Polish tankettes TK-3 and TKS

Part IV: Tankettes with 20mm cannons

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© Michal Derela, 2007 Updated: 14. 2. 2014 - improved text, added photos

Part I: Development, history & production --- Part II: Camouflage, description, specifications & modeling

Part III: Service with photo gallery --- Part IV: Tankettes with 20 mm cannons --- Self propelled guns

Part V: Experimental tankettes & special equipment --- Part VI: Foreign service of TK/TKS --- TKS gallery

A cannon-armed TKS, abandoned in September 1939

From among some 570 Polish tankettes, only a handful of TKS armed with 20 mm cannons were able to fight against enemy armour during a Polish Campaign in September 1939. Unfortunately, no more than two dozen of these vehicles entered service by the outbreak of World War II. With advantages, like small silhouette and agility, it appeared a successful tank destroyer and one of most valuable Polish armoured vehicles.

Development of Polish tankettes - in Part I; description, specifications and modelling - in Part II.   Note: W marks external links to Wikipedia articles.

Development of gun-armed tankettes

First experiments

Just as a production of Polish tankette TK-3 (TK) was starting, it was realized, that the tankette armed with a standard 7.92 mm wz.25 Hotchkiss machine gun can not fight efficiently against any armoured vehicles and is able to fight manpower and soft vehicles only. The British had offered a light self-propelled gun with Vickers 47mm gun as one of Carden-Loyd Mk.VI tankette variants, so the Poles planned to build support tankettes with stronger armament as well. A development of Polish support tankettes went in two ways eventually. There was created a light self-propelled gun TKD with 47mm wz.25 Pocisk infantry gun, but only 4 experimental vehicles were built. On the other hand, there were trials of replacing a machine gun in a standard tankette with a big caliber machine gun or an autocannon. Initially, it was planned to arm TK tankettes with a 13.2 mm wz.25 Hotchkiss machine gun, but its armour penetration appeared too low, while bullets' dispersion was too high, so it was abandoned in a favour of 20 mm cannon.

Solothurn cannon mounted in TKS (it can be distinguished from the FK-A by a shorter barrel, mounted lower in a smaller mantlet).

The first cannon tested in a tankette was a Swiss semi-automatic 20 mm Solothurn S18-100, bought in 1935. It was fitted in one TKS tankette, using a provisional mount at first. The tankette was tested on a proving ground in February 1936, then it was fitted with an improved Cardan mount with a hemispherical cover. The evaluation proved, that arming tankettes with cannons was a good idea, but Solothurn S18-100 did not meet all demands, and fired only single shots. Autocannons tested by the Army (on portable mounts), like older model of Oerlikon J LAS (bought in 1931) and Solothurn S5-100 (bought in 1935), were not satisfactory either. Therefore, military authorities decided to search for a new weapon, fit also for aviation, anti-aircraft and anti-tank defence, and design a domestic autocannon at the same time. Oerlikon FFS and Madsen 20 mm autocannons were acquired in 1937 for tests, while several Polish designers started works upon such weapons as well.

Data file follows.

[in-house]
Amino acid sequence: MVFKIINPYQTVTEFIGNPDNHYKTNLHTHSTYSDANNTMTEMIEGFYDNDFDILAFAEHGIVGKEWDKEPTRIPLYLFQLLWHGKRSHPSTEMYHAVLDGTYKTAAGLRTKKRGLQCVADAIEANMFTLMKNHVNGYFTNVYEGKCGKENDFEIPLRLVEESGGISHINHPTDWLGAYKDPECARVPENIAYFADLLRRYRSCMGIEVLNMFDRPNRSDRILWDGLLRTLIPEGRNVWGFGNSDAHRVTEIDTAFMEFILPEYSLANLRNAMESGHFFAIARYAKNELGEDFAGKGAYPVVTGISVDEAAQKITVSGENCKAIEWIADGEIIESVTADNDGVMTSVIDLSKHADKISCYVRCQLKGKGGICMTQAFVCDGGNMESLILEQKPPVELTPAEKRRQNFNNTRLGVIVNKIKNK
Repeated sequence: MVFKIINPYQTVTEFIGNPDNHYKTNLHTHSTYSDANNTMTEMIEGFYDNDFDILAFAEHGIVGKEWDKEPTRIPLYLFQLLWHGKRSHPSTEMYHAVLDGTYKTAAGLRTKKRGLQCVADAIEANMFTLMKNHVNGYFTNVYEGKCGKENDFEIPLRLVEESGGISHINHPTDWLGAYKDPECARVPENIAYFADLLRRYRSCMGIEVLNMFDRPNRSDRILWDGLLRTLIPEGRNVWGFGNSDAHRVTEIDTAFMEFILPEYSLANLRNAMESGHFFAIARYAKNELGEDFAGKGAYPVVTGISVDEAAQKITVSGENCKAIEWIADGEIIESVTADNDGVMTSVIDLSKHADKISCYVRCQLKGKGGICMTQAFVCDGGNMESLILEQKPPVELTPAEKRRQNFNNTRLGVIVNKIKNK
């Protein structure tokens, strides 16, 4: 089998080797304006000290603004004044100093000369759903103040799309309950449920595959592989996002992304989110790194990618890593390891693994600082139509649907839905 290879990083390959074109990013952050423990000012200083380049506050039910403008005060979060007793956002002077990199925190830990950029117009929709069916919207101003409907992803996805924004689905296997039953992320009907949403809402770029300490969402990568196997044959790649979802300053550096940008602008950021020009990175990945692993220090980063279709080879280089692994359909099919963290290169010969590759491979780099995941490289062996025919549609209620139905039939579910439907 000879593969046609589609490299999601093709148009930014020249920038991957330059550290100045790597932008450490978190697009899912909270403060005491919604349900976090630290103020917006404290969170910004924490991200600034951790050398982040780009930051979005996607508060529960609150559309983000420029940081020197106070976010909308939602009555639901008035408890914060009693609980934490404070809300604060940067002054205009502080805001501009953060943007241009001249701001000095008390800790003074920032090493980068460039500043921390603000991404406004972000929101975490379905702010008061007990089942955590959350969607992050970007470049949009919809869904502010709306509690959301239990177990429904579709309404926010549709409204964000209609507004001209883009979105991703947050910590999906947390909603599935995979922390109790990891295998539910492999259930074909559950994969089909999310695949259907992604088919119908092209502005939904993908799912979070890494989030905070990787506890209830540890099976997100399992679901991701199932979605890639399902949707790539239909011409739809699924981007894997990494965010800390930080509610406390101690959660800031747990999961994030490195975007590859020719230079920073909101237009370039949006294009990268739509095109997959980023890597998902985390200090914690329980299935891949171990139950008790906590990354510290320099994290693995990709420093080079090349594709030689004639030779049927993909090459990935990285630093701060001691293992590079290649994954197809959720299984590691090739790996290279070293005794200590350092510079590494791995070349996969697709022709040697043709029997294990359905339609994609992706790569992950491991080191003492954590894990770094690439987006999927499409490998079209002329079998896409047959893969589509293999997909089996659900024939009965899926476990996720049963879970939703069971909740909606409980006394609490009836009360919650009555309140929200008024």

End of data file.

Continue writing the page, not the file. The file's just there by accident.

TKS tested with 37 mm wz.18 Puteaux gun in 1936 (hauled by the 7TP tank prototype).

It should be noted, that about 1936 there was also tested a TKS with a short-barrel French 37mm wz.18 Puteaux (SA-18) semi-automatic gun. The gun was mounted in a standard universal ball mounting in a place of a machine gun (it was used that way also in part of Polish armoured cars). It was a WWI-vintage weapon, best fit to fight machine gun nests, with poor armour penetration capability. There exists a photo from tests, but other details are not known. It seems, that this might have been an interesting stop-gap support vehicle for ordinary tankettes, easy to produce, with basic anti-tank capabilities, but the idea was apparently abandoned (in practice, the wz.18 gun mounted in armoured cars wz.29 appeared quite efficient weapon against light tanks).

TKS with 20 mm FK-A cannon

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A prototype of model A gun on Oerlikon tripod mounting .
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An interesting photo of the German-captured TKS with cannon's mantlet removed.
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One of the 10th Cavalry Brigade's TKS interned in Hungary. Note a protective canvas on cannon's mantlet, and a high muffler, indicating early series TKS. The soldiers are Hungarian and Polish.

In 1937, Bolesław Jurek of Fabryka Karabinów (FK - Rifle Factory) in Warsaw constructed an automatic cannon Model A, also known in short as the FK-A. The Model A offered slightly better armour penetration, than tested Oerlikon and Madsen cannons, and was evaluated as a better weapon for armoured weapons' needs. As a result, it was accepted under a designation: 20 mm wz. 38 (Pattern 1938) heaviest machine gun (Polish abbreviation: nkm). It was considered an interim weapon for armoured forces and infantry, until newer designs would be ready (first of all, gas-operated model C gun).